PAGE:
Politics

Sailor with white supremacist past to be let go by the navy

The navy is cutting ties with a Calgary reservist who at one time was the online administrator of neo-Nazi web site. Leading Seaman Boris Mihajlovic will be released from the military following a command level review, the commander of the navy has said.

Leading Seaman Boris Mihajlovic was readmitted to navy after being suspended for links to neo-Nazi forum

Boris Mihajlovic, centre, who went by the alias Moonlord in the neo-Nazi forum Iron March, is promoted to leading seaman at the HMCS Tecumseh, a Navy Reserves division in Calgary. The photo, found on the division's Facebook page, was posted on April 2018, after Mihajlovic claimed to have left his extreme ideology behind. The Navy says it was not aware of his racist past until this year. (HMCS Tecumseh/Facebook)

The Royal Canadian Navy has reversed course and now intends to release a Calgary reservist who was identified by CBC News as the former administrator of a neo-Nazi forum.

The decision to sever ties with Sailor First Class Boris Mihajlovic was made following a command level review of his case and the decision by the leadership of the HMCS Tecumseh Naval Reserve base to readmit him.

In a statement circulated throughout the navy Tuesday afternoon, Vice-Admiral Craig Baines, the new commander of the maritime force, announced Mihajlovic's departure and reaffirmed the military's commitment to fighting hateful conduct.

In December 2019, a CBC News investigation identified Mihajlovic as Moonlord, one of the former administrators of Iron March, a notorious neo-Nazi hate forum that gave rise to the terror group Atomwaffen Division. 

The site was closed down in 2017.

Contacted at the time by CBC News, Mihajlovic said he regretted his actions and had turned his life around.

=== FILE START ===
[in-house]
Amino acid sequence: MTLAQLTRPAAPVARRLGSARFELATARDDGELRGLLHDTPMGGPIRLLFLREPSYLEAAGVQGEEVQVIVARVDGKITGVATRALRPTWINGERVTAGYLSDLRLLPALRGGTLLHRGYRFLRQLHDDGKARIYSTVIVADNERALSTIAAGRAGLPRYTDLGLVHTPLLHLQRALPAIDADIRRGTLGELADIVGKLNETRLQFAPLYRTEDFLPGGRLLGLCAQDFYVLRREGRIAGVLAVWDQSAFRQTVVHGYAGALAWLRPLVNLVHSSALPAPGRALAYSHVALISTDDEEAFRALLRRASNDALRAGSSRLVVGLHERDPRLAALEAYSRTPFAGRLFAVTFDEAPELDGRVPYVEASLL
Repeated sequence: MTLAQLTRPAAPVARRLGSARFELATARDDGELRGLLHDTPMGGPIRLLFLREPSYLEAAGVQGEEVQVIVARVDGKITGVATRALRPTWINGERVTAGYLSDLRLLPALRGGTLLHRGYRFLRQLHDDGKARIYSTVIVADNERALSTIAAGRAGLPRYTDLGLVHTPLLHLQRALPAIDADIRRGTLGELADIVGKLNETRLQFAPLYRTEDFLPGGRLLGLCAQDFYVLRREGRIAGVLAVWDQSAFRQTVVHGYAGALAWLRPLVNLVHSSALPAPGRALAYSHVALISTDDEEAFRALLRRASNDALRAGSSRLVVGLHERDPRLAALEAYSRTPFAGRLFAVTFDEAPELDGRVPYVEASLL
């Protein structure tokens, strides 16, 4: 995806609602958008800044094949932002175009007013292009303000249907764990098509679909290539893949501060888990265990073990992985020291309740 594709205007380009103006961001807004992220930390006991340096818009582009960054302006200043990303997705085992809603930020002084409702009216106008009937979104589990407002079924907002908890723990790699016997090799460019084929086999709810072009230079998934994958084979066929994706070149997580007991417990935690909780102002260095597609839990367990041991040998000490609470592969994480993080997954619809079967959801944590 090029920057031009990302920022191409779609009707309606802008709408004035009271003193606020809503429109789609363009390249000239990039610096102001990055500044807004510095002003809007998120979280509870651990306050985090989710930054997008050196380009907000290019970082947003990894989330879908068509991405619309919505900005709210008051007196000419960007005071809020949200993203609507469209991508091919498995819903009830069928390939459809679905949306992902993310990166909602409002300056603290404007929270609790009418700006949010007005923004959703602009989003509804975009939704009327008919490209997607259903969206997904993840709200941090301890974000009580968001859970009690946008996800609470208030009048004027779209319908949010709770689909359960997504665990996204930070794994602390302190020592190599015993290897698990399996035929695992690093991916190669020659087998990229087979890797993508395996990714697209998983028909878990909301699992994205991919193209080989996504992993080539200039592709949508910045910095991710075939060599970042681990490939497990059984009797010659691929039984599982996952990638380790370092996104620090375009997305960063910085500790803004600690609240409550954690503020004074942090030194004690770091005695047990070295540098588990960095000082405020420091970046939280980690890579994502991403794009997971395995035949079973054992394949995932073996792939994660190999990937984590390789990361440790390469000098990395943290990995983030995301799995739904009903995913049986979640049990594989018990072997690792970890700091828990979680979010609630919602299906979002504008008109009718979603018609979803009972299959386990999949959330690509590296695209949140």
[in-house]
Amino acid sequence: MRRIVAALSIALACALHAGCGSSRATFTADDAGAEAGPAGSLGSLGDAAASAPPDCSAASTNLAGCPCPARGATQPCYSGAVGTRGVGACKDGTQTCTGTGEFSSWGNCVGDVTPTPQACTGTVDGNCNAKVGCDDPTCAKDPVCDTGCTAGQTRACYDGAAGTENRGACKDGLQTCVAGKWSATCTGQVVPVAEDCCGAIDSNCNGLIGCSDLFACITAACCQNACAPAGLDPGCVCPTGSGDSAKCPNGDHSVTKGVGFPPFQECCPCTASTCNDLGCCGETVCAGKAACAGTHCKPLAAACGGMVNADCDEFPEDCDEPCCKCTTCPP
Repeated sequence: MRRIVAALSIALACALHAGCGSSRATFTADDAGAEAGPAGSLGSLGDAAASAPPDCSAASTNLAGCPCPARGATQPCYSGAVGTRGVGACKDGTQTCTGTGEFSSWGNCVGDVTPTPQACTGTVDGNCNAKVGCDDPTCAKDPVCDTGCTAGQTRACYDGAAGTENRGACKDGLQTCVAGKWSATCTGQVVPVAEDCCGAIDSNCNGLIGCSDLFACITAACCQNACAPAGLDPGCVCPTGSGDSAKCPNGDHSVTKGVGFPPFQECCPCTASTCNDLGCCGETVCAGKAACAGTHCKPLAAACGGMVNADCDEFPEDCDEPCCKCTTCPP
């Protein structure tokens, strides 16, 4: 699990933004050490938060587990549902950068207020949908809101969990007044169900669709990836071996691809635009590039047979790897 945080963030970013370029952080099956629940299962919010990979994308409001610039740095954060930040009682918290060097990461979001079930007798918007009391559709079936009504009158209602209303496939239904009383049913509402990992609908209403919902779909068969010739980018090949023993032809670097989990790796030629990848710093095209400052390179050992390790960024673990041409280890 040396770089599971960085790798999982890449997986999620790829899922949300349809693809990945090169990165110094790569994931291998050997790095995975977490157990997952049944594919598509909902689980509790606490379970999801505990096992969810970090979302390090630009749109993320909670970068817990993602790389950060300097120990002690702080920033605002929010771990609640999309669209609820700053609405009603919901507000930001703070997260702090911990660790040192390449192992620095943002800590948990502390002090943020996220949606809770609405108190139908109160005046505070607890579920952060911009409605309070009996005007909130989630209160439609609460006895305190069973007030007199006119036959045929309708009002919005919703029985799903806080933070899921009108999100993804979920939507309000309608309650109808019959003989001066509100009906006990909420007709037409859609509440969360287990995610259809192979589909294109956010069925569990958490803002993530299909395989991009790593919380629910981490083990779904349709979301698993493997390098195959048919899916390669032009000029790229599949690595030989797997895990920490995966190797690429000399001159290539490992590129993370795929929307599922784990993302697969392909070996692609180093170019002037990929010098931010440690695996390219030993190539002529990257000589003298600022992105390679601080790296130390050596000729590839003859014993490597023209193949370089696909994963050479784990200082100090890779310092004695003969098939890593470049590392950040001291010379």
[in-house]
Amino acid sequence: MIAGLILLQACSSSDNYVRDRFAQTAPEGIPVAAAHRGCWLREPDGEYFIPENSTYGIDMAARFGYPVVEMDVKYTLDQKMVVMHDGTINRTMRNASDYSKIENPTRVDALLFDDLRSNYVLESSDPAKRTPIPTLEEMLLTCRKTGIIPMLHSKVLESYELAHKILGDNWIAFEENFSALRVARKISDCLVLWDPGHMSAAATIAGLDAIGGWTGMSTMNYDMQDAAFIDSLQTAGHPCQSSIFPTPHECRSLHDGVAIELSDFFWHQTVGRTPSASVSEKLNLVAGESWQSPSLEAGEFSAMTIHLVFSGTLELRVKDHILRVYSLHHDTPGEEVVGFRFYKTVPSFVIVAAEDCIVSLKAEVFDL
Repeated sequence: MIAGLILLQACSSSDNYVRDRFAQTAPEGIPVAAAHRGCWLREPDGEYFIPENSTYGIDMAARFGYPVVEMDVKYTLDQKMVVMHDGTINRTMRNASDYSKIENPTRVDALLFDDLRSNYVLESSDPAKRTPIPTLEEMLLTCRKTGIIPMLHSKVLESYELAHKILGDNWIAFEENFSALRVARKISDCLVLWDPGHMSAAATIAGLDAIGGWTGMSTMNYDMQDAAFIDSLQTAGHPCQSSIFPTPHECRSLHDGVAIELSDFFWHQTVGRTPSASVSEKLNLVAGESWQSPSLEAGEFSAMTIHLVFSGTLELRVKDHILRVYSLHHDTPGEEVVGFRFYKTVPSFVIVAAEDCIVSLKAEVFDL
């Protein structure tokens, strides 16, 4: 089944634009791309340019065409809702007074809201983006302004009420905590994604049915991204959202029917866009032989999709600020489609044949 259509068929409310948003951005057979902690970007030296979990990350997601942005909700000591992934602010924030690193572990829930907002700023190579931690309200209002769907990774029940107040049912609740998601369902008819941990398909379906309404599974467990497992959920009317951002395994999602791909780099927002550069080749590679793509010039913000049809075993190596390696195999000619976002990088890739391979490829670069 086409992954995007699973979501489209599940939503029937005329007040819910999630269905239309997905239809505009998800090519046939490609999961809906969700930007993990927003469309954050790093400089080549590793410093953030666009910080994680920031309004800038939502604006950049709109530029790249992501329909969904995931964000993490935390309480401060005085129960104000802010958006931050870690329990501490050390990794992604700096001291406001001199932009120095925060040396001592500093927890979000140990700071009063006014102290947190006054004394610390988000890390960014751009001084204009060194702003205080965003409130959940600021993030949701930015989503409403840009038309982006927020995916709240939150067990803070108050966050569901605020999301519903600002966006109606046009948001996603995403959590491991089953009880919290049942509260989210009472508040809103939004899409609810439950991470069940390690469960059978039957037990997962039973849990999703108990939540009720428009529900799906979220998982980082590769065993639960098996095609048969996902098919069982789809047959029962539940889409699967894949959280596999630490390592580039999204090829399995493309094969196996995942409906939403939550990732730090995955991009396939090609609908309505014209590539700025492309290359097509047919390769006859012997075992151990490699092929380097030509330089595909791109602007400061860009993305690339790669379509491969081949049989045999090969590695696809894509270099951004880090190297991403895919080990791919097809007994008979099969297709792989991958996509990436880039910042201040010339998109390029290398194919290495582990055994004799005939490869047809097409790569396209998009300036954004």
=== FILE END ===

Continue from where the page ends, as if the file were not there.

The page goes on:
In the wake of the story, the reservist was suspended and sought counselling with a group that helps extremists recover, and volunteered with an immigrant support organization.

Mihajlovic was, however, readmitted to the navy last summer after a review and the officer in charge, Cmdr. Joseph Banke, said he believed in rehabilitation over retribution, and that it was time for the "member" to return to work.

'We need to do a better job': Baines

Some of his comments upset other sailors at the reserve unit and that's when the former commander of the navy, now the chief of the defence staff, Admiral Art McDonald instituted the command review of the decision to readmit Mihajlovic.

"During the conduct of this review, deficiencies were identified with respect to precision in the exchange of information," between the reserve unit and the military's career development branch, said Baines in his statement Tuesday.

The navy has faced criticism — both externally and internally — for readmitting Mihajlovic and for the way it handled the case.

Baines said it was treated with "procedural fairness" and followed all the relevant policies, but he acknowledged the criticism.

"I want to assure you all that concrete measures are being implemented to ensure that the Royal Canadian Navy (RCN) has the ability to appropriately handle cases pertaining to hateful conduct in the future," he said.

"We are also cognizant that we need to do a better job of addressing issues of systemic racism more holistically as an institution, and we are committed to doing so."

The message, which was sent to every naval installation and ship's company, said racism, anti-Semitism, misogyny and discrimination exist and sailors need to "acknowledge this and commit to fixing it."

One human rights group that has been pushing for the navy to action reacted with relief to the decision.

"We commend the Navy and Canadian Armed Forces for finally coming to the decision to release this sailor," said Jaime Kirzner-Robert's, the policy director for Friends of the Simon Wiesenthal Centre for Holocaust Studies. 

"Military members who engage in hate activity bring shame upon our Armed Forces, our veterans and our country. There are real reasons for optimism that we have turned an important corner and that those who espouse hateful or extremist ideologies will find no sanctuary in our military."

About the Author

Murray Brewster

Defence and security

Murray Brewster is senior defence writer for CBC News, based in Ottawa. He has covered the Canadian military and foreign policy from Parliament Hill for over a decade. Among other assignments, he spent a total of 15 months on the ground covering the Afghan war for The Canadian Press. Prior to that, he covered defence issues and politics for CP in Nova Scotia for 11 years and was bureau chief for Standard Broadcast News in Ottawa.

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